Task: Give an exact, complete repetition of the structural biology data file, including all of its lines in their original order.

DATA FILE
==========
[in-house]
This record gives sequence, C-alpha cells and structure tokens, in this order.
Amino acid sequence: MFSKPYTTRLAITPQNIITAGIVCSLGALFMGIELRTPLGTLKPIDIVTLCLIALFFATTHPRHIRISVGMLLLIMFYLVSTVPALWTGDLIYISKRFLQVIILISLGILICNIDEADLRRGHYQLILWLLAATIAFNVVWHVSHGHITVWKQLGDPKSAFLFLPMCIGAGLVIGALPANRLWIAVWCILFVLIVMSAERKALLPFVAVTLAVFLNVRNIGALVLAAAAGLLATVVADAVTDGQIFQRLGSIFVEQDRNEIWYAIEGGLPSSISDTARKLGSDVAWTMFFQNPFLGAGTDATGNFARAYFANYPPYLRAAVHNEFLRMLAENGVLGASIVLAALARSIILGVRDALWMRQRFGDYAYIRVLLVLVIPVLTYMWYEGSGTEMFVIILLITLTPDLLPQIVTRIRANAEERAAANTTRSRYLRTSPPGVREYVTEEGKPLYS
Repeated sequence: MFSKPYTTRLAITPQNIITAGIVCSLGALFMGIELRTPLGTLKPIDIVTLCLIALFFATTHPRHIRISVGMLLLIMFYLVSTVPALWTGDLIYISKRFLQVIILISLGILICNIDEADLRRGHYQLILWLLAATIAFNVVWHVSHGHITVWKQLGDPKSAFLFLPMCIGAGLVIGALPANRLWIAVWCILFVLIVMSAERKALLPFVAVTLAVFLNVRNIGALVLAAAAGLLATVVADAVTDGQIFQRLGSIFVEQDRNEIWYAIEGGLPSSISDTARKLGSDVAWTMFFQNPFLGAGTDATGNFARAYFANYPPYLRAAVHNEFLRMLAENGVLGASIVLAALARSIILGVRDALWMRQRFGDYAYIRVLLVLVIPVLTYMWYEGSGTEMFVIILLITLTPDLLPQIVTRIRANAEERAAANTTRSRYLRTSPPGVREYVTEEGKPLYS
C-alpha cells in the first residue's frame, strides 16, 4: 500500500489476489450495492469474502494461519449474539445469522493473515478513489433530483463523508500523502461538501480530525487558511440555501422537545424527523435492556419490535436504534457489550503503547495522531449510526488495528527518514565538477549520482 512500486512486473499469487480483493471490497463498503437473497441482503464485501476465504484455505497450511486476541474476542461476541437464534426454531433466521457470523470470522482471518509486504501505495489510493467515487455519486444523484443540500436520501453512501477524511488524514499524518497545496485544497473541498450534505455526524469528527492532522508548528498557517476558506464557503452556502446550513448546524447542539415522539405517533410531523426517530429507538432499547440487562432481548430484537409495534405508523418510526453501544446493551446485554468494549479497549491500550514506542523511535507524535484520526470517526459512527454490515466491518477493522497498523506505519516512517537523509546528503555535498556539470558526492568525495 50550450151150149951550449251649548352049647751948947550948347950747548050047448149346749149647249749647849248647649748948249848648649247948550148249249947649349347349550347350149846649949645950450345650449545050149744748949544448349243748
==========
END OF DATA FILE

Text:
[in-house]
This record gives sequence, C-alpha cells and structure tokens, in this order.
Amino acid sequence: MFSKPYTTRLAITPQNIITAGIVCSLGALFMGIELRTPLGTLKPIDIVTLCLIALFFATTHPRHIRISVGMLLLIMFYLVSTVPALWTGDLIYISKRFLQVIILISLGILICNIDEADLRRGHYQLILWLLAATIAFNVVWHVSHGHITVWKQLGDPKSAFLFLPMCIGAGLVIGALPANRLWIAVWCILFVLIVMSAERKALLPFVAVTLAVFLNVRNIGALVLAAAAGLLATVVADAVTDGQIFQRLGSIFVEQDRNEIWYAIEGGLPSSISDTARKLGSDVAWTMFFQNPFLGAGTDATGNFARAYFANYPPYLRAAVHNEFLRMLAENGVLGASIVLAALARSIILGVRDALWMRQRFGDYAYIRVLLVLVIPVLTYMWYEGSGTEMFVIILLITLTPDLLPQIVTRIRANAEERAAANTTRSRYLRTSPPGVREYVTEEGKPLYS
Repeated sequence: MFSKPYTTRLAITPQNIITAGIVCSLGALFMGIELRTPLGTLKPIDIVTLCLIALFFATTHPRHIRISVGMLLLIMFYLVSTVPALWTGDLIYISKRFLQVIILISLGILICNIDEADLRRGHYQLILWLLAATIAFNVVWHVSHGHITVWKQLGDPKSAFLFLPMCIGAGLVIGALPANRLWIAVWCILFVLIVMSAERKALLPFVAVTLAVFLNVRNIGALVLAAAAGLLATVVADAVTDGQIFQRLGSIFVEQDRNEIWYAIEGGLPSSISDTARKLGSDVAWTMFFQNPFLGAGTDATGNFARAYFANYPPYLRAAVHNEFLRMLAENGVLGASIVLAALARSIILGVRDALWMRQRFGDYAYIRVLLVLVIPVLTYMWYEGSGTEMFVIILLITLTPDLLPQIVTRIRANAEERAAANTTRSRYLRTSPPGVREYVTEEGKPLYS
C-alpha cells in the first residue's frame, strides 16, 4: 500500500489476489450495492469474502494461519449474539445469522493473515478513489433530483463523508500523502461538501480530525487558511440555501422537545424527523435492556419490535436504534457489550503503547495522531449510526488495528527518514565538477549520482 512500486512486473499469487480483493471490497463498503437473497441482503464485501476465504484455505497450511486476541474476542461476541437464534426454531433466521457470523470470522482471518509486504501505495489510493467515487455519486444523484443540500436520501453512501477524511488524514499524518497545496485544497473541498450534505455526524469528527492532522508548528498557517476558506464557503452556502446550513448546524447542539415522539405517533410531523426517530429507538432499547440487562432481548430484537409495534405508523418510526453501544446493551446485554468494549479497549491500550514506542523511535507524535484520526470517526459512527454490515466491518477493522497498523506505519516512517537523509546528503555535498556539470558526492568525495 50550450151150149951550449251649548352049647751948947550948347950747548050047448149346749149647249749647849248647649748948249848648649247948550148249249947649349347349550347350149846649949645950450345650449545050149744748949544448349243748